“I don't know. I haven't read it.”

A long pause while the air swirled and the ping regarded her. “Did your father say anything about it?”

Dismé dug into her memory. “He said his ancestress wrote about the time before the Happening and the voice from the sky smelled like something…I forget. But the prayers smelled purple, going up.”

The ping said, “Thank you,” in an ungrateful voice, pulled its continuing resonance into the hole after it, and vanished.

Nobody could explain pings, and Dismé didn't like them poking at her. Now all her pleasure was sullied! She tramped on, pouting, until she reached the wall where she could fulfill her own magic: arms reaching precisely, fingers gripping just so into this crack, around that protruding knob, feet finding the right niches between the stones. Up she went, clambering a stair of fractured blocks into her own high place, her only inheritance from True Mother.

The ping forgotten, she crouched quiet. The dawn was pecking away at its egg in the east and night's skirts were withdrawing westward, dark hems snagging at the roots of trees to leave draggled shreds of shadow striping the morning meadows. The air was a clear pool of expectation into which, inevitably, one bird dropped a single, seed-crystal note. Growing like frost, this note begot two, ten, a thousand, to become a dawn chorus of ice-gemmed sound, a crystalline tree thrusting upward to touch a lone high-hawk, hovering upon the forehead of the morning.

Birds were everywhere: forest birds on the hills, field birds in the furrows, water birds among the reeds around
Lake Forget—a thirsty throat that sucked the little rivers down from the heights and spewed them into a thousand wandering ditches among the fields. White skeletons of drowned trees surveyed the marshes; hunched hills approached the banks to toe the lapping wavelets. Adrift in music, Dismé watched herons unfolding from bony branches, covens of crows convening amid the stubble, bright flocks volleying from dry woods to the water's edge. In that moment, her private world was unaccountably joyous, infinitely comforting.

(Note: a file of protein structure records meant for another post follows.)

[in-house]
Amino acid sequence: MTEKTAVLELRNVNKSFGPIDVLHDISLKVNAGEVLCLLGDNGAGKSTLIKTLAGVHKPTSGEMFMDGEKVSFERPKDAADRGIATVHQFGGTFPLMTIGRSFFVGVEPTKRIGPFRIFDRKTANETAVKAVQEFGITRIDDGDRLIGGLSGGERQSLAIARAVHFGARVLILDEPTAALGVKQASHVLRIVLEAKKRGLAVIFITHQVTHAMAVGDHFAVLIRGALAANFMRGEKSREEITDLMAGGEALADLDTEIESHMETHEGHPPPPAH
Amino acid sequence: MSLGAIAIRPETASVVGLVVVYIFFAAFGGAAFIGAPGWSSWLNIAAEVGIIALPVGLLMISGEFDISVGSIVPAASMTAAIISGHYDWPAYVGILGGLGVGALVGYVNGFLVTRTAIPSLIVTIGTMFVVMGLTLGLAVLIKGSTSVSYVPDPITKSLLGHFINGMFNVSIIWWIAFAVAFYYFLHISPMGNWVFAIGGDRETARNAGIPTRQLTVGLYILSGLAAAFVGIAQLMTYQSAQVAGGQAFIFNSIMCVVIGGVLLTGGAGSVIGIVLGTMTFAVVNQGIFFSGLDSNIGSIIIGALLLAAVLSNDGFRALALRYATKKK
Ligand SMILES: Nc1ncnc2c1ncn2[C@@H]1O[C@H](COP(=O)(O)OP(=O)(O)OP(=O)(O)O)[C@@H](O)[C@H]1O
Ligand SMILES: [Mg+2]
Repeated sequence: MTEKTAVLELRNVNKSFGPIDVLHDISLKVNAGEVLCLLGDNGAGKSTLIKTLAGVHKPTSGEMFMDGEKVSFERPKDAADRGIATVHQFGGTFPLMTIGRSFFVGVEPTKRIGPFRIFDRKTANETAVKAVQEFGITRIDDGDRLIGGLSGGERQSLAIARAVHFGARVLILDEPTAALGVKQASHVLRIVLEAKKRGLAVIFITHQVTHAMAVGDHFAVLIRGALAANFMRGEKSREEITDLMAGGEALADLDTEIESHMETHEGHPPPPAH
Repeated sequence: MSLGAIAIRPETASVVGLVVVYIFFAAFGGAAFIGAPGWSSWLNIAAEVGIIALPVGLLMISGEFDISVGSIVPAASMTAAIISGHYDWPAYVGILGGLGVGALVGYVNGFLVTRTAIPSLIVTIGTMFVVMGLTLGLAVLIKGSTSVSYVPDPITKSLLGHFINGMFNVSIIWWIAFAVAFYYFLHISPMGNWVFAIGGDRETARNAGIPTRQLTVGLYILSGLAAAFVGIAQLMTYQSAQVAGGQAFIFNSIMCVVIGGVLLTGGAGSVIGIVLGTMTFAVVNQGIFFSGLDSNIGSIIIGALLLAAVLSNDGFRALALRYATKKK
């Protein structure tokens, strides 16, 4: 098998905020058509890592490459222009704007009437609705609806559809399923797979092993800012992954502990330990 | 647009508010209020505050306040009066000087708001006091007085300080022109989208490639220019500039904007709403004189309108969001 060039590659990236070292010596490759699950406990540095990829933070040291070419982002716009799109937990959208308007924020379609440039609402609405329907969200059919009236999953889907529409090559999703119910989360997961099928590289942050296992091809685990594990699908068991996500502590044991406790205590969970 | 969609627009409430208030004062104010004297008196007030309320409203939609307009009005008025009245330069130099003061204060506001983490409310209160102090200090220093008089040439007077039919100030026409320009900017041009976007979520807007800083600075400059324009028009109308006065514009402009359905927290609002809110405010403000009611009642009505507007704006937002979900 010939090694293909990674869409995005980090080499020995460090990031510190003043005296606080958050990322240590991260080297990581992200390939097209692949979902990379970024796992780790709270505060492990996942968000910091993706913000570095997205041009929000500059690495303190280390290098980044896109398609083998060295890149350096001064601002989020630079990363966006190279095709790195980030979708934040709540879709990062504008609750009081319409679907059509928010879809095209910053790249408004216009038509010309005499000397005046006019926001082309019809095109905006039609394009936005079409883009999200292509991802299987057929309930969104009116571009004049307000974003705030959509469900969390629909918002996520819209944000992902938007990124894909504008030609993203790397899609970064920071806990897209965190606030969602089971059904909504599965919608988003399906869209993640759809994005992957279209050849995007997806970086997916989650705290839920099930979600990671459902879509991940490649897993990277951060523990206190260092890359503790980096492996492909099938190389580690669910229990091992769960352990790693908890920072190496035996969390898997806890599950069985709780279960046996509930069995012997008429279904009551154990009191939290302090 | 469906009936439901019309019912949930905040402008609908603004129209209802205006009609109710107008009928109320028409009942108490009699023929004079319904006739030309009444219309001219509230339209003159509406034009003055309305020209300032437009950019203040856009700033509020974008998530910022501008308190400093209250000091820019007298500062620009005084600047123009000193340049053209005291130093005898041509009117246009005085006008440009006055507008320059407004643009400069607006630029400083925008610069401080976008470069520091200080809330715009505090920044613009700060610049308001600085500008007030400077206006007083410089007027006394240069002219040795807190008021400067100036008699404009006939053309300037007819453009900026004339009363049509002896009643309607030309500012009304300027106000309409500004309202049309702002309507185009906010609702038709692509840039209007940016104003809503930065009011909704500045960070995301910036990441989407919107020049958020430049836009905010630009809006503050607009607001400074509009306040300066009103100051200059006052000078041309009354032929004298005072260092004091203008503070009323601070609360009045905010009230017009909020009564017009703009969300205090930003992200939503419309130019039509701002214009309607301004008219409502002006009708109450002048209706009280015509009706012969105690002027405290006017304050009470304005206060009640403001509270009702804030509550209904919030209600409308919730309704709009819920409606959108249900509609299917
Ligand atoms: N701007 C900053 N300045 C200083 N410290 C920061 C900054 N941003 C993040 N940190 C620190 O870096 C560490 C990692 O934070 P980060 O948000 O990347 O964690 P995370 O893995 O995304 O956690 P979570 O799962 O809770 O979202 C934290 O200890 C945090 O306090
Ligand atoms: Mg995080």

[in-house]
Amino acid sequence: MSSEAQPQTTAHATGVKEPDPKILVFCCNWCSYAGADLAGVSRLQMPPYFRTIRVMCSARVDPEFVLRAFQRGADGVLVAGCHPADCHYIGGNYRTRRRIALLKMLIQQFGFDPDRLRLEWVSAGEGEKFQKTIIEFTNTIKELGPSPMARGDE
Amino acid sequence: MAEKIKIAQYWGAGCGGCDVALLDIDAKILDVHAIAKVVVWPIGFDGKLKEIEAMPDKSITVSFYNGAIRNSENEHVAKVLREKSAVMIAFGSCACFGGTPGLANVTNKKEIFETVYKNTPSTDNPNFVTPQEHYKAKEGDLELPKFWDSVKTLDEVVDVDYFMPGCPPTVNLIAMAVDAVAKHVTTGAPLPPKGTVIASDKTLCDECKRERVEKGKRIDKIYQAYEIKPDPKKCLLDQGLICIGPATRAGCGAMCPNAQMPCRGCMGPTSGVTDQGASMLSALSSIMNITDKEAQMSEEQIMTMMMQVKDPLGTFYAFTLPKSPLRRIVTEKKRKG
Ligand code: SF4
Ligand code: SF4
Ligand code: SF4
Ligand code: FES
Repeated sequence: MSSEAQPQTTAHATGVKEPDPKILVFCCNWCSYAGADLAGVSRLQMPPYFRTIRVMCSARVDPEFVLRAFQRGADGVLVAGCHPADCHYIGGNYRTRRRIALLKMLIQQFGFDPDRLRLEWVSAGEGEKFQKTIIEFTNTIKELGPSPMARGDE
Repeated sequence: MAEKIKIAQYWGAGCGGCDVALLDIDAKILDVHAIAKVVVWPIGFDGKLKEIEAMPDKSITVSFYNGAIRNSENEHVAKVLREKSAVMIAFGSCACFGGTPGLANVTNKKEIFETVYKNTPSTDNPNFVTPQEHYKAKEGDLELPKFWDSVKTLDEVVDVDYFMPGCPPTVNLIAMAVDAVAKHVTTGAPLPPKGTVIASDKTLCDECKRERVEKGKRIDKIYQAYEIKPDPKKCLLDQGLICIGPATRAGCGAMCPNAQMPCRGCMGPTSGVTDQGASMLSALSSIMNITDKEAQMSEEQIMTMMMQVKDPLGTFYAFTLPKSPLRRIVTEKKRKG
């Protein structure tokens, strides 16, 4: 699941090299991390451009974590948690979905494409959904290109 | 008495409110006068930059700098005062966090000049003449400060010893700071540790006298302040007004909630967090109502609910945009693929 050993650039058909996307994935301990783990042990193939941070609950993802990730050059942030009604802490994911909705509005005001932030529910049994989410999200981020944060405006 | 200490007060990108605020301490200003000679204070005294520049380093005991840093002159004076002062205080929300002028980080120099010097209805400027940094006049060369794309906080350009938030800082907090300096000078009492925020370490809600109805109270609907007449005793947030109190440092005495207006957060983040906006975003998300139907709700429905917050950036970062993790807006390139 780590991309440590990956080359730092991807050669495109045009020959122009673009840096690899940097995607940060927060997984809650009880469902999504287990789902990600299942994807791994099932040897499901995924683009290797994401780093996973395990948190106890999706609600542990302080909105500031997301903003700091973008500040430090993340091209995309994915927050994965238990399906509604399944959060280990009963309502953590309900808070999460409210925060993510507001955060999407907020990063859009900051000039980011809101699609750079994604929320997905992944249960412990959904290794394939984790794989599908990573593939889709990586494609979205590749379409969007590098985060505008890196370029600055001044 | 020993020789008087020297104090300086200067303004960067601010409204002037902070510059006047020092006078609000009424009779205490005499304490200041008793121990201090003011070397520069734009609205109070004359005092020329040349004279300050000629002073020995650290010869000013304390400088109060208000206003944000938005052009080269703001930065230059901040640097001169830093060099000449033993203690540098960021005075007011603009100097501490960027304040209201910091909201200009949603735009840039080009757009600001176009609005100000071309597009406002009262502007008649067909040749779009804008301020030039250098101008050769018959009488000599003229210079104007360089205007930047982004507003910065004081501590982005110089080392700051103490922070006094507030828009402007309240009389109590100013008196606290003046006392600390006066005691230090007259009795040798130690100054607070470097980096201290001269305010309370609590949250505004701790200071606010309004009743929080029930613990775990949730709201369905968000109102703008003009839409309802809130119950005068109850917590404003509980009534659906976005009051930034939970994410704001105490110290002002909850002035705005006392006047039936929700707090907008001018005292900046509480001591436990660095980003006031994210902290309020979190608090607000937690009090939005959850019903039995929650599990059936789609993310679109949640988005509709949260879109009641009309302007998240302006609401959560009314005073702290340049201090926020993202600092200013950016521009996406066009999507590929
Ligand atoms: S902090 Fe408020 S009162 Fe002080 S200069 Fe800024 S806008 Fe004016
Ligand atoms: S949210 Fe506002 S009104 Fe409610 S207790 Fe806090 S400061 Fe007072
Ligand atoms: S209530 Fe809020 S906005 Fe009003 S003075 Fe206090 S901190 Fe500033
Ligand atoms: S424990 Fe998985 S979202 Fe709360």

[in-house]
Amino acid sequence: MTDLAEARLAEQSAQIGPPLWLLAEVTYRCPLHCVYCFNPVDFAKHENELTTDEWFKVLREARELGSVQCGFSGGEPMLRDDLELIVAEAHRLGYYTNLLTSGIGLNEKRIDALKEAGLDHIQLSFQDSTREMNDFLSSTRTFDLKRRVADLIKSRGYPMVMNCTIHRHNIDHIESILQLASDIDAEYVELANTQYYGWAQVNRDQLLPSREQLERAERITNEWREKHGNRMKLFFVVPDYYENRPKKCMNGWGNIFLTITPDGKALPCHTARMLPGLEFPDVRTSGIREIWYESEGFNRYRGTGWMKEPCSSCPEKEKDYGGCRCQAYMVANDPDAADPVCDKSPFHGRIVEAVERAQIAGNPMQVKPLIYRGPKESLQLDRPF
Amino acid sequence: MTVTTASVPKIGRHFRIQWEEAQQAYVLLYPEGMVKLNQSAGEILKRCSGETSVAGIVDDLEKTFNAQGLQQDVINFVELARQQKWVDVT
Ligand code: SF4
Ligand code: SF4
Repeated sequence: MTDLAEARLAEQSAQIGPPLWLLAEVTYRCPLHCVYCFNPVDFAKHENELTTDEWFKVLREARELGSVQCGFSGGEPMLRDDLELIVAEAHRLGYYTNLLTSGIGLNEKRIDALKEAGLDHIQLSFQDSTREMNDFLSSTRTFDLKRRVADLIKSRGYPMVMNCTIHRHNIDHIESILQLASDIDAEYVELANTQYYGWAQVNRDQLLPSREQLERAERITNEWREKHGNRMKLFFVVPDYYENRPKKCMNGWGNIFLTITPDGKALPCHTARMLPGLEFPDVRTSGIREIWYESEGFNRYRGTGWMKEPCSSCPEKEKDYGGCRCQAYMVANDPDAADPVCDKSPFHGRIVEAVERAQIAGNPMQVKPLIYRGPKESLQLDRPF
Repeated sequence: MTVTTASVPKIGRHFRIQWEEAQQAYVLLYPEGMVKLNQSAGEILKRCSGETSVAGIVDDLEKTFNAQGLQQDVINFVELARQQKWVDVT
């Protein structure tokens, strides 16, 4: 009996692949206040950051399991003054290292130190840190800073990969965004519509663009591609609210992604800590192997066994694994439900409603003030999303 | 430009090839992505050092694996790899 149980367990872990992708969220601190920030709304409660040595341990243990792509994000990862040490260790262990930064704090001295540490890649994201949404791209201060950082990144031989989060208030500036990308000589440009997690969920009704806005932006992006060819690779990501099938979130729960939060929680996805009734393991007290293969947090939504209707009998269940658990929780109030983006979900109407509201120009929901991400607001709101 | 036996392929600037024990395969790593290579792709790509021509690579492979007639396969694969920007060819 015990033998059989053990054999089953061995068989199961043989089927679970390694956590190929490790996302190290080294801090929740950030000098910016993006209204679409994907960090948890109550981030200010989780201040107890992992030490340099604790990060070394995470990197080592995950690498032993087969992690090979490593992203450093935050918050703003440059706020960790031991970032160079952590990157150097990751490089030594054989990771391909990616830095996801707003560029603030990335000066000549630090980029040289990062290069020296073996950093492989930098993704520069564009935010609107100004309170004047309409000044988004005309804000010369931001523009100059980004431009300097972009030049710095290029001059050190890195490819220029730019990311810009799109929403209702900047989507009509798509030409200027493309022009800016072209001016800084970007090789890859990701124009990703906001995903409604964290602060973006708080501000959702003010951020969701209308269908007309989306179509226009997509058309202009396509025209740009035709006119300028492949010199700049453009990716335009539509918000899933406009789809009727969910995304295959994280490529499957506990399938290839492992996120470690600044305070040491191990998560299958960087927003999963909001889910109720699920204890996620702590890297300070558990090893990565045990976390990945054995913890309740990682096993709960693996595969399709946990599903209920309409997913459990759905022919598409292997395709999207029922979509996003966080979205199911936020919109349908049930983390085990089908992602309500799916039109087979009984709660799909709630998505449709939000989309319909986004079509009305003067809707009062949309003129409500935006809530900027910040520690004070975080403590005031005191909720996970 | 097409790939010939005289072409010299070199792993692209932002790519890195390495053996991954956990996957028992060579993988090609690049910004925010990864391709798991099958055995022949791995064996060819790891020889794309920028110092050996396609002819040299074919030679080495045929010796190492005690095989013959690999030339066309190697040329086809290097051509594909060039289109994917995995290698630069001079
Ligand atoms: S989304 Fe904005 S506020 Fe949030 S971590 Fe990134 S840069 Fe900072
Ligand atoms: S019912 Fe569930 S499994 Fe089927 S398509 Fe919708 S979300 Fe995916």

This morning, however, the world's wake-song was marred by a discordant and unfamiliar shriek, a protest from below her, metal against wood against stone. Dismé leaned forward, peering down the outside of the wall into a well of shadow where a barely discernable darkness gaped. A door? Yes, people emerging. No! People didn't have horns like that! They had to be demons: ten, a dozen of them, shoulders blanket-cloaked against the early chill (demons were used to hotter realms), head cloths wrapped into tall turbans halfway up their lyre-curved horns.

Some of them bore wooden yokes across their shoulders, from which bottles hung, to Dismé's bewilderment, chiming with each step. Bottling was among the most sacred rites of the Spared, and demons were forbidden, unwholesome beings whom only the diseased and deceased had any reason to encounter. Yet here they were, lugging their loads into the daylight, invisible to the guards at the nearby gate who were looking in the opposite direction, unchallenged by the sentries on the towers, their averted faces silhouetted against the sky. Why was no one paying attention?

The grassy commons between wall and forest was wide, with nothing intruding upon it but the road to the west and the low bottle wall that ran alongside it halfway to the trees, so Dismé had plenty of time to observe demonic audacity, arrogant lack of stealth, insolently workaday strides, prosaic as any ploughman's. Some of them pulled a cart heaped with straw mats, and not even they had the sensibility to skulk.

As if mere demons were not enough, an even stranger
thing rose into the morning, a roiling fog that flowed invisibly up from somewhere, coalescing at the wall's farther end. Something or somethings, faceless and ghostly, limp ashen cerements covering their forms, their hands, their feet, the thick brims of their odd headdresses thrusting out like platters around their heads—if they were heads—strange and stranger yet.